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Majlis approves use of pension fund to buy homes

The People’s Majlis voted unanimously Tuesday to amend the Pension Act to allow members of the Maldives Retirement Pension Scheme to collateralise their savings to make down-payments under state-run home ownership or social housing programmes.



The People’s Majlis voted unanimously Tuesday to amend the Pension Act to allow members of the Maldives Retirement Pension Scheme to collateralise their savings in home ownership programmes.

According to the amendments submitted on behalf of the government by MP Ibrahim Falah, an employees’ retirement savings account can be collateralised to make down-payments for housing loans to pay for newly built or old homes. But it cannot be used to pay interest on loans or for any other purposes.

In cases of default, a members’ balance will be released to the finance provider.

A chapter was added to the 2009 law authorising the Maldives Pension Administration Office’s board to formulate regulations outlining the down-payment collaterisation procedure. The rules must be enacted within three months after the president ratifies the amendments.

The regulations must also specify criteria for measuring the ability of MRPS members to repay housing loans.

Presenting the legislation to the parliament earlier this week, Falah of the ruling Progressive Party of Maldives said the changes will allow workers who are unable to secure loans to participate in social housing programmes.

The MP for the constituency of Raa Atoll Inguraidhoo stressed that pensioners will not lose their savings as the pension fund would only be offering a guarantee to banks.

“Once the loan is repaid, the money will be returned to the [pension fund members’] account,” he said.

The Maldives Retirement Pension Scheme, the country’s first defined contributory pension scheme, was introduced in 2010. The Pension Act mandates a contribution of seven percent of the pensionable wage from both employee and employer. It also allows voluntary contributions.

Participants are required to draw down on their pension plan upon reaching pensionable age of 65 years.

At the end of 2014, some 114,606 employees were contributing to the retirement pension scheme, 85 percent of whom were below 45 years of age. The pension fund now exceeds MVR5 billion (US$324 million). 

Collaterization of pension savings for home ownership

The government-sponsored amendments to the Pension Act were introduced to parliament last Monday following a public outcry after some 300 families awarded flats under an affordable housing scheme were asked to pay MVR2 million (US$129,701) in five years.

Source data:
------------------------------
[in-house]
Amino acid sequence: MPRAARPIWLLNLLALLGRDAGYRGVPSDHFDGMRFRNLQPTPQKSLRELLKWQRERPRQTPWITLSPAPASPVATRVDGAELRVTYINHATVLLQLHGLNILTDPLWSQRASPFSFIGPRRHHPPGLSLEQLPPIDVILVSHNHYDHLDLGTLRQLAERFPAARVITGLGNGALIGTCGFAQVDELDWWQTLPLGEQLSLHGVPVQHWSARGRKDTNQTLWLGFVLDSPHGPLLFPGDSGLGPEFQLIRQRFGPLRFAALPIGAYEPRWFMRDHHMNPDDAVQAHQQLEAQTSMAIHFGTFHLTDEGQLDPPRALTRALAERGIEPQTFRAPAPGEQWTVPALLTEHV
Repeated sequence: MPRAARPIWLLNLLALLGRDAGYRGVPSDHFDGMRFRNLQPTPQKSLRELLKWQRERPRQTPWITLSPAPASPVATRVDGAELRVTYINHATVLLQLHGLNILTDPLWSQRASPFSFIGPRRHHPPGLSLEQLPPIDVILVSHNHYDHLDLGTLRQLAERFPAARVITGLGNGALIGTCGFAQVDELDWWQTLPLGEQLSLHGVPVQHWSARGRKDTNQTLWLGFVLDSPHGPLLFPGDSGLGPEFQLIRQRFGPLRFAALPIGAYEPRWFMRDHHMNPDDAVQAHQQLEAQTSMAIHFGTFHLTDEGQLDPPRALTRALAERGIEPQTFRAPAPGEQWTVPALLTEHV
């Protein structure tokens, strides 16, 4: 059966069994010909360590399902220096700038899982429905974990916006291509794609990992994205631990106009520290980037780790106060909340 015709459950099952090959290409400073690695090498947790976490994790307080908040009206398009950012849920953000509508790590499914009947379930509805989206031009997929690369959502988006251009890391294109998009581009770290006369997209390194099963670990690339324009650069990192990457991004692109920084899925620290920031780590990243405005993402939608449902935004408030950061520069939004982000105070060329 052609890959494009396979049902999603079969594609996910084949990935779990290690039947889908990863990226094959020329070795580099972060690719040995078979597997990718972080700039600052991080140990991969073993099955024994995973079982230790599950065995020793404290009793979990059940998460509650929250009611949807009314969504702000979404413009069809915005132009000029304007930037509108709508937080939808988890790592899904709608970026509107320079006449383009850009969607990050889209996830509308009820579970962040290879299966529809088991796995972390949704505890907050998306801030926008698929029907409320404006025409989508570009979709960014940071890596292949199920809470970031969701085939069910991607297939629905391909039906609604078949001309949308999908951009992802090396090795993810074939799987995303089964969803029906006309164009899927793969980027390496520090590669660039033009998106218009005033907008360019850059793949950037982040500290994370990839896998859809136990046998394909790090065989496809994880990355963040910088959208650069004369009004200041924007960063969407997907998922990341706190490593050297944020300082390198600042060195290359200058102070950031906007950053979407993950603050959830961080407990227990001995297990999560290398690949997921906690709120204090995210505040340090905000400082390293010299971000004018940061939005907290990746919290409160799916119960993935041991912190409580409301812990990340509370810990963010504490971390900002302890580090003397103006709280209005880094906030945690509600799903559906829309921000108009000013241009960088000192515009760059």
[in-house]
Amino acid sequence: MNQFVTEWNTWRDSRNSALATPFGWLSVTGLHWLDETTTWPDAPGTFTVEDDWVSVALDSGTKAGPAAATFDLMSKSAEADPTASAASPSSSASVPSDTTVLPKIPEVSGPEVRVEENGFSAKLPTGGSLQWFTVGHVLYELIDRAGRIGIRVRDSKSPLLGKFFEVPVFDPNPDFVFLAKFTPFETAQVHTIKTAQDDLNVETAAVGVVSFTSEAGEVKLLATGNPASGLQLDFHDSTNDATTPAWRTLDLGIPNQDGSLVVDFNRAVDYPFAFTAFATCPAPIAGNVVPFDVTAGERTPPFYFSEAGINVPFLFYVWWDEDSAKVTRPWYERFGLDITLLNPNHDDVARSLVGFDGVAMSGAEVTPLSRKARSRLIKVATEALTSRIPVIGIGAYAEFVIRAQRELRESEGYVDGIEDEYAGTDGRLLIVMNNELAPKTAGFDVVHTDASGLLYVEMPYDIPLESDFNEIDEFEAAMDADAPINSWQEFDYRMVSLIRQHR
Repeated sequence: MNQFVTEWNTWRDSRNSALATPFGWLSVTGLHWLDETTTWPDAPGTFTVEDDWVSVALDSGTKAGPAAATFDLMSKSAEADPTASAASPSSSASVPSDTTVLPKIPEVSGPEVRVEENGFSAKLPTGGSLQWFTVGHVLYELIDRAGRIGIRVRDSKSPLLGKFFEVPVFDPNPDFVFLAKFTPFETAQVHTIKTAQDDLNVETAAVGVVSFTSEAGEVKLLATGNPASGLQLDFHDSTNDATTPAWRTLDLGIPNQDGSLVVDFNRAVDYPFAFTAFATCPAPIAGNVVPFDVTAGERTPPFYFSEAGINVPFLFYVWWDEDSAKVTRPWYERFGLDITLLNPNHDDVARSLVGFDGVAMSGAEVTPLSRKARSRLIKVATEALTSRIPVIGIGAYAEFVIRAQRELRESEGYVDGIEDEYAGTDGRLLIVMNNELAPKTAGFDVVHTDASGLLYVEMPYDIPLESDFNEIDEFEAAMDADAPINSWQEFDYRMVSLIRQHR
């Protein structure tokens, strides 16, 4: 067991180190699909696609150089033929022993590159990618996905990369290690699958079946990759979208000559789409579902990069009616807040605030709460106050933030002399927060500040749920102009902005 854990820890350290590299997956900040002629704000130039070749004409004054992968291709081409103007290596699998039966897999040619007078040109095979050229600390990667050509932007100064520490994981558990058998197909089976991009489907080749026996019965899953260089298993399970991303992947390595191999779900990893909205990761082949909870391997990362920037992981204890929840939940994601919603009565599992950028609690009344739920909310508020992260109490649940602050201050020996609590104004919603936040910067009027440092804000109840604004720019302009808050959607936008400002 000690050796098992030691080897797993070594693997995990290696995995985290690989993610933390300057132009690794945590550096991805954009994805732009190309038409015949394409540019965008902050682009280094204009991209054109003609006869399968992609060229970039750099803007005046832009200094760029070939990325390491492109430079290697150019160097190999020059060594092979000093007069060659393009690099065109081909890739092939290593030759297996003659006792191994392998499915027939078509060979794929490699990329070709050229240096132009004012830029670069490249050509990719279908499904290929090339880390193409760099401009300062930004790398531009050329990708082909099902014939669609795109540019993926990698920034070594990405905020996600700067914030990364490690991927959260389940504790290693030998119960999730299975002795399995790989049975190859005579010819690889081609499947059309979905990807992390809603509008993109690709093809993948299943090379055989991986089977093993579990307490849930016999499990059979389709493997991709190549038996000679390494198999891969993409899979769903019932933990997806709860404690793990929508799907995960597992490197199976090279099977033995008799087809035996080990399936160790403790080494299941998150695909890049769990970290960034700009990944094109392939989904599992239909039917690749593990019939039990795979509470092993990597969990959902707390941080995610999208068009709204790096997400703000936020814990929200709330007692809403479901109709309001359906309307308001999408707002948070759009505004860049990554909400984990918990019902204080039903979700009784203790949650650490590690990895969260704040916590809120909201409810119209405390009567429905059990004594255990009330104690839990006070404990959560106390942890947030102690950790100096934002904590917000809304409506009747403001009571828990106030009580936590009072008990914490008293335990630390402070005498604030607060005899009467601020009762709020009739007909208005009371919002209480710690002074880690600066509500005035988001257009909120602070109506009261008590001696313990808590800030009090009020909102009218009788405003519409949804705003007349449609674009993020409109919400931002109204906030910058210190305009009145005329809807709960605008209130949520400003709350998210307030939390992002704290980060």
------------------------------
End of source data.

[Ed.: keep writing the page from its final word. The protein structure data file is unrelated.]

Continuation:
The housing ministry told successful applicants that the pricing of flats in Gaakoshi and Arabiyya “do not fit the category of social housing,” blaming the price hike on delays in construction and claiming that the Indian developer was demanding full payment before transferring the flats to the government.

Apex Realty Pvt Ltd – a joint venture between TATA Housing Development and SG 18 Realty – handed over the 198 flats in Gaakoshi and 90 flats in the old Arabiyya School plot to the housing ministry on Tuesday night.

Contracts were meanwhile signed at a ceremony Tuesday night with five foreign companies to construct 15,000 two-bedroom apartments in the capital’s suburb Hulhumalé.

Housing Minister Dr Mohamed Muiz said the flats will be completed by August 2018.

The government had invited proposals for 7,120 social housing units and 3,000 medium-end housing units in Hulhumalé in September last year. A contract was meanwhile signed with the China Machinery Engineering Corporation last November for the construction of 1,500 medium-end housing units

The government expects to provide housing for a population between 150,000 to 187,000 in the area reclaimed under phase two of Hulhumalé urban development project.

Muiz said today that the entire population of small islands will have the opportunity to move to the new flats.

Developing a ‘Youth City’ in Hulhumalé is a key campaign pledge of the current administration.

Yameen has previously said that the government hopes to increase Hulhumalé’s population to 220,000 and urged residents of islands with small populations to migrate to the new city.

According to the 2014 census, the population of the Maldives stands at 338,434 people, of which 38 percent reside in Malé and the rest are scattered across more than 180 islands.

Speaking at the ceremony, President Abdulla Yameen said the opportunity to utilise pension savings will pave the way for securing housing loans from banks and increasing home ownership.

Yameen said up to 23 percent of the Maldivian population or at least 65,000 people can take up residence at the new 15,000 flats to be built in Hulhumalé.

He also acknowledged that many residents of the capital live in small spaces in slum conditions.

The current administration’s housing policy is aimed at providing housing for youth, he said.

“I don’t intend to go into details, I don’t know how many young people are unable to get married because they don’t have a home. What I know for sure is that the number is not low. We often hear about such people facing many obstacles to start a married life,“ he said.

“People who have money, but have to live their whole life while paying rent from their income, that’s not easy. That does not bring any satisfaction. You could spend a big part of your life paying rent. But in our standards, we believe that you have to try and do something for your children too. It is not easy for a mother and a father who spent their life paying rent to make their five children live their life on rent either. So at a certain point, you have to have a home.”